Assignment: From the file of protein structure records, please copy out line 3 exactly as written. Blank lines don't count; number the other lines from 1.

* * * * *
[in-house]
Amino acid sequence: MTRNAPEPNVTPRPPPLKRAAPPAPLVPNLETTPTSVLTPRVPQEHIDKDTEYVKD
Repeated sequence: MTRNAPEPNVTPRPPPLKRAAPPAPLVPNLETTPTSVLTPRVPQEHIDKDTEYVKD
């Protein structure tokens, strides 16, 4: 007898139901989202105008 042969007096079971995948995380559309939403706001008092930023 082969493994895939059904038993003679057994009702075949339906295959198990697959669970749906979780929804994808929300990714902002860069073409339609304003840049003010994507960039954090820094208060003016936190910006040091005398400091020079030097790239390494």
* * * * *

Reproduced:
Repeated sequence: MTRNAPEPNVTPRPPPLKRAAPPAPLVPNLETTPTSVLTPRVPQEHIDKDTEYVKD